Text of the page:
By Josh Cosford, Contributing Editor
Flow sharing is a method of pressure compensation allowing all channels of metered fluid to take proportional allocation of flow regardless of total pump output. Flow sharing prevents fluid from taking the path of least resistance.
To explain, first consider that you have two directional valves with flow controls plumbed inline to their pressure ports, and each of those directional valves can flow different volumes independently of each other. If a pressure compensated pump provides a maximum flow of 15 gallons per minute, and each flow control is set to 5 gpm, both valves and their actuators see that flow in most circumstances.
If we now set the flow controls to 10 gpm each, funny things will happen. Even with pressure compensated flow controls, flow will take the path of least resistance, and 10 gpm will flow through the valve with the least pressure. In fact, even more than 10 gpm could flow through the lower pressure valve if pressure was high enough in the competing valve.
A pressure compensated flow control typically only works well in a single circuit. With flow sharing using post pressure compensation, flow remains where it is set, regardless of the inlet flow or number of sub-circuits. The only caveat is that the resulting flow is reduced proportionately amongst all channels.
To continue with my previous example, if both valves were operated at 10 gpm a piece with a pump limited to 15 gpm, their resulting flow would be split equally at 7.5 gpm with flow sharing. If each of the sub-circuit flow controls were set to 8 and 9 gpm running individually, with post compensation, flow to each drops to 7 and 8 gpm respectively. This reduction in pressure is irrelevant of downstream pressure changes because of loads.
How flow sharing works is where it gets complicated. Instead of a pressure compensator before each metering valve, there is a compensator after the directional valve at every work port. Based on the spring value of this compensator, it matches pressure drop through the directional and metering valves, sending a signal to the load sense network terminating at the load sense pump or primary system hydrostat (which is just a compensator itself).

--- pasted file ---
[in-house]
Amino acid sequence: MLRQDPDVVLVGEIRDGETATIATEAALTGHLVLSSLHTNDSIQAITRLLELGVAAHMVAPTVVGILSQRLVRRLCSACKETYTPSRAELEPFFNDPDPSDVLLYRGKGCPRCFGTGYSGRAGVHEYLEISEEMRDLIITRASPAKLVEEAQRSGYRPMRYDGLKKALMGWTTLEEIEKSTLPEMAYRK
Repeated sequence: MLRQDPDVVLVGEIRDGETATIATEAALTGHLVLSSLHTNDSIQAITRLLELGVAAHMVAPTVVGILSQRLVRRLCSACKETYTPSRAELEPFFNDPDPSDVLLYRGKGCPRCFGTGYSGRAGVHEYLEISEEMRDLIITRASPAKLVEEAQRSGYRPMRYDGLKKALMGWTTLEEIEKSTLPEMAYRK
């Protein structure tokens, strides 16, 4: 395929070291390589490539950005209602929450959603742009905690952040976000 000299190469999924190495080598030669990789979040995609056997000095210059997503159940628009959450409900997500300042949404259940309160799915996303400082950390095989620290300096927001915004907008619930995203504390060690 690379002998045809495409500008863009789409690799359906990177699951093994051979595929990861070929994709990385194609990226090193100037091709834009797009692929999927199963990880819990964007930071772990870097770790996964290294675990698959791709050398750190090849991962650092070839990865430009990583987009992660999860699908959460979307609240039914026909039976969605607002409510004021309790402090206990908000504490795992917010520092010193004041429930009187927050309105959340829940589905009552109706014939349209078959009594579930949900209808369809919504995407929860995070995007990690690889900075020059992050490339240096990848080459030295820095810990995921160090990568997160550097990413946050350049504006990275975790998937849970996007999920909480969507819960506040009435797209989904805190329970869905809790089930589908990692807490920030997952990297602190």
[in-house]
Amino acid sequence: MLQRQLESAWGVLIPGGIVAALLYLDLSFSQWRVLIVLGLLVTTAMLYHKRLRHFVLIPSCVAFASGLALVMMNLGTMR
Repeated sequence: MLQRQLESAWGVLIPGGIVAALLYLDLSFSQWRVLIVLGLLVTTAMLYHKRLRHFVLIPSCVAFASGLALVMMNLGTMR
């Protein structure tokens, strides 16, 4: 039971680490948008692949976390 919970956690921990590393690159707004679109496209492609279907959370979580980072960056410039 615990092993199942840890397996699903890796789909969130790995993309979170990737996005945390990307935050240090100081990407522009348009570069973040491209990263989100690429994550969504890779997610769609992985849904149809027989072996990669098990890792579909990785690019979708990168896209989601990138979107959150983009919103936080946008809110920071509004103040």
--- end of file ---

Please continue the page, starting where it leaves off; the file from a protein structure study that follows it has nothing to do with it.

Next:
Because the post compensator is attached to the load sense network, it can read when pressure drop is higher or lower in another channel, allowing it to modify its own flow rate to match the pressure drop in the other channel. With this ability, the post compensator network ensures all valves flow as close to their set pressure drop as possible, relative to the other valves in the system. Flow is shared proportionately to each other, rather than to the path of lease resistance.
Flow sharing is most popular in mobile applications, where one or two actuators enjoy high flow rates most of the time, but can reduce that flow appropriately when other circuits are demanding flow as well. A good example is an excavator, where the bucket, arm, boom and slew actuators typically take up majority flow. All of those functions work while the wheel motors are turning as well, but the pump doesn’t provide enough flow to operate them simultaneously at full flow.
Flow sharing allows reduced flow temporarily to the bucket, arm, boom and slew actuators while the tracks are in motion, but does so exactly proportionately to the reduced flow caused by what is used by the drive motors. The operation of the excavator must still feel consistent and predictable, just slower. Flow sharing does cause some added cost and complexity, but it the performance benefit is exceptional.